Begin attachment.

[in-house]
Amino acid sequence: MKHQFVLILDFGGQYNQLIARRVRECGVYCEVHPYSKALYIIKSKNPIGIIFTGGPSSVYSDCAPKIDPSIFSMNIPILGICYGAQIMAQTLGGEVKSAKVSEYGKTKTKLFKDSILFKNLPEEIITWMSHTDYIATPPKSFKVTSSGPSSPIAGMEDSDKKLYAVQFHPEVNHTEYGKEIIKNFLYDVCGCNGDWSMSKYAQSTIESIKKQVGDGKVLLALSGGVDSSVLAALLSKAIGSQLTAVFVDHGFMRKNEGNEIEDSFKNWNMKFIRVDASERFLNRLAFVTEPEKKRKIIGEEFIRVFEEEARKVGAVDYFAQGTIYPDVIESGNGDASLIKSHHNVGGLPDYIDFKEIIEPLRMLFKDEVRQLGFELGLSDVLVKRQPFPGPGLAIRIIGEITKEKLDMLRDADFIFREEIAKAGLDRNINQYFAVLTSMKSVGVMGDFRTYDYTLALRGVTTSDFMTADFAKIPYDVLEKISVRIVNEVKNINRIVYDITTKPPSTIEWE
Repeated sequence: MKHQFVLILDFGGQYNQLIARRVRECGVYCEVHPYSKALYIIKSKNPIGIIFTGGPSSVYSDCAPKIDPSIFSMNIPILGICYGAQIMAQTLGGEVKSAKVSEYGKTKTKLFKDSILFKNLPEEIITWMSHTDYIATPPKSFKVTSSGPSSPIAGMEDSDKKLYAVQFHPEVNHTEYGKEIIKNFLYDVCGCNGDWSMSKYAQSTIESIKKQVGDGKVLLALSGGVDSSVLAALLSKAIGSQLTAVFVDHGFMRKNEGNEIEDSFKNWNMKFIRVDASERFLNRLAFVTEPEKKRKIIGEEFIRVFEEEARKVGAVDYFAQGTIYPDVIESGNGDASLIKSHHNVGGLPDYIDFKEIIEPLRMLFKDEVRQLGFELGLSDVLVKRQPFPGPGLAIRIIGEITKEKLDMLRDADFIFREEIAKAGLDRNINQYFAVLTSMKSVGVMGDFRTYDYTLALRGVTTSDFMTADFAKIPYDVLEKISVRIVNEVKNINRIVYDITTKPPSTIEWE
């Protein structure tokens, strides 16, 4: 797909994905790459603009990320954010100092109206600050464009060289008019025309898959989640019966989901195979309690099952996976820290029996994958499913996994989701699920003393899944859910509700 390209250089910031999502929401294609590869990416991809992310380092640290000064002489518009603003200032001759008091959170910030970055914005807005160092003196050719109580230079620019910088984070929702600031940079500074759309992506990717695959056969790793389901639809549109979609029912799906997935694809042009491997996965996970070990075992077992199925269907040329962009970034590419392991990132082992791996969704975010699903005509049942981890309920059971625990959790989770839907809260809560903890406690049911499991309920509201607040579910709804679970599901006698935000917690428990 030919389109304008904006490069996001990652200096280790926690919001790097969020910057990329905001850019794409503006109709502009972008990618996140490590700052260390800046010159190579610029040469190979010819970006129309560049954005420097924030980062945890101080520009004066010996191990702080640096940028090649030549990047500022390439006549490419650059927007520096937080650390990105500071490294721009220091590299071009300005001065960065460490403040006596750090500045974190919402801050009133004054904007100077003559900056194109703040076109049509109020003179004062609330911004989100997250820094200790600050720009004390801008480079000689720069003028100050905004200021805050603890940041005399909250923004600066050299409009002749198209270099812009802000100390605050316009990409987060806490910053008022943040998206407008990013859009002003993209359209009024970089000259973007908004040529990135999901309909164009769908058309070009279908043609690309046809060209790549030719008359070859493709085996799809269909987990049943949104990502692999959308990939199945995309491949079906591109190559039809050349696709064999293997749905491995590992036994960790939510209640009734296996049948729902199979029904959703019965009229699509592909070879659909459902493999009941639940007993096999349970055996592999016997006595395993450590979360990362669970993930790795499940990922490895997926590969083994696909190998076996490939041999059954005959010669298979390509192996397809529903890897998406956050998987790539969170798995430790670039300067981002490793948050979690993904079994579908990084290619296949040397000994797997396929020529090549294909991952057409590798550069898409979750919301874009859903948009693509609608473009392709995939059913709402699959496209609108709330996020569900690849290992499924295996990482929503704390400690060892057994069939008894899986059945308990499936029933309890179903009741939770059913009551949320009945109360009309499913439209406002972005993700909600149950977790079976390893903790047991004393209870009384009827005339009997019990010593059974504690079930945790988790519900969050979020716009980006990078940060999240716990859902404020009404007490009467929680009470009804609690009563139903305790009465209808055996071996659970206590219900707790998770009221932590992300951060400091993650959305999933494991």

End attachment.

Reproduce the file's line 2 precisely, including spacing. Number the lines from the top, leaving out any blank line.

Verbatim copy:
Amino acid sequence: MKHQFVLILDFGGQYNQLIARRVRECGVYCEVHPYSKALYIIKSKNPIGIIFTGGPSSVYSDCAPKIDPSIFSMNIPILGICYGAQIMAQTLGGEVKSAKVSEYGKTKTKLFKDSILFKNLPEEIITWMSHTDYIATPPKSFKVTSSGPSSPIAGMEDSDKKLYAVQFHPEVNHTEYGKEIIKNFLYDVCGCNGDWSMSKYAQSTIESIKKQVGDGKVLLALSGGVDSSVLAALLSKAIGSQLTAVFVDHGFMRKNEGNEIEDSFKNWNMKFIRVDASERFLNRLAFVTEPEKKRKIIGEEFIRVFEEEARKVGAVDYFAQGTIYPDVIESGNGDASLIKSHHNVGGLPDYIDFKEIIEPLRMLFKDEVRQLGFELGLSDVLVKRQPFPGPGLAIRIIGEITKEKLDMLRDADFIFREEIAKAGLDRNINQYFAVLTSMKSVGVMGDFRTYDYTLALRGVTTSDFMTADFAKIPYDVLEKISVRIVNEVKNINRIVYDITTKPPSTIEWE